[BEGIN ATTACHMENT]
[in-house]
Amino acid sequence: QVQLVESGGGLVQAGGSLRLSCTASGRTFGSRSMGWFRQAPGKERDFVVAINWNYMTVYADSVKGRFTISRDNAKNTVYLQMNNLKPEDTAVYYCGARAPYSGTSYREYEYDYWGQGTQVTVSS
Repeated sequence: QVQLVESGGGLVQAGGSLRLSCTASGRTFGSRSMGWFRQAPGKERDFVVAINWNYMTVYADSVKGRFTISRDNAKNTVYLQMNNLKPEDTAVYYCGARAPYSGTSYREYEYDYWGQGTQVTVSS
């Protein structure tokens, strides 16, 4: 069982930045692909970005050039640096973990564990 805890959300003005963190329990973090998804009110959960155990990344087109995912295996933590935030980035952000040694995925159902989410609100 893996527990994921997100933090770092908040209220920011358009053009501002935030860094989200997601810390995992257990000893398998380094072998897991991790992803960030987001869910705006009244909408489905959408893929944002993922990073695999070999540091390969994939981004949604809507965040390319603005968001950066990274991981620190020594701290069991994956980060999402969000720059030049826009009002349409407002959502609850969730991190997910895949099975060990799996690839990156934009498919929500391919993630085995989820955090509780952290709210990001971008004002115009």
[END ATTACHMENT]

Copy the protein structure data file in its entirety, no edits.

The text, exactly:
[in-house]
Amino acid sequence: QVQLVESGGGLVQAGGSLRLSCTASGRTFGSRSMGWFRQAPGKERDFVVAINWNYMTVYADSVKGRFTISRDNAKNTVYLQMNNLKPEDTAVYYCGARAPYSGTSYREYEYDYWGQGTQVTVSS
Repeated sequence: QVQLVESGGGLVQAGGSLRLSCTASGRTFGSRSMGWFRQAPGKERDFVVAINWNYMTVYADSVKGRFTISRDNAKNTVYLQMNNLKPEDTAVYYCGARAPYSGTSYREYEYDYWGQGTQVTVSS
């Protein structure tokens, strides 16, 4: 069982930045692909970005050039640096973990564990 805890959300003005963190329990973090998804009110959960155990990344087109995912295996933590935030980035952000040694995925159902989410609100 893996527990994921997100933090770092908040209220920011358009053009501002935030860094989200997601810390995992257990000893398998380094072998897991991790992803960030987001869910705006009244909408489905959408893929944002993922990073695999070999540091390969994939981004949604809507965040390319603005968001950066990274991981620190020594701290069991994956980060999402969000720059030049826009009002349409407002959502609850969730991190997910895949099975060990799996690839990156934009498919929500391919993630085995989820955090509780952290709210990001971008004002115009």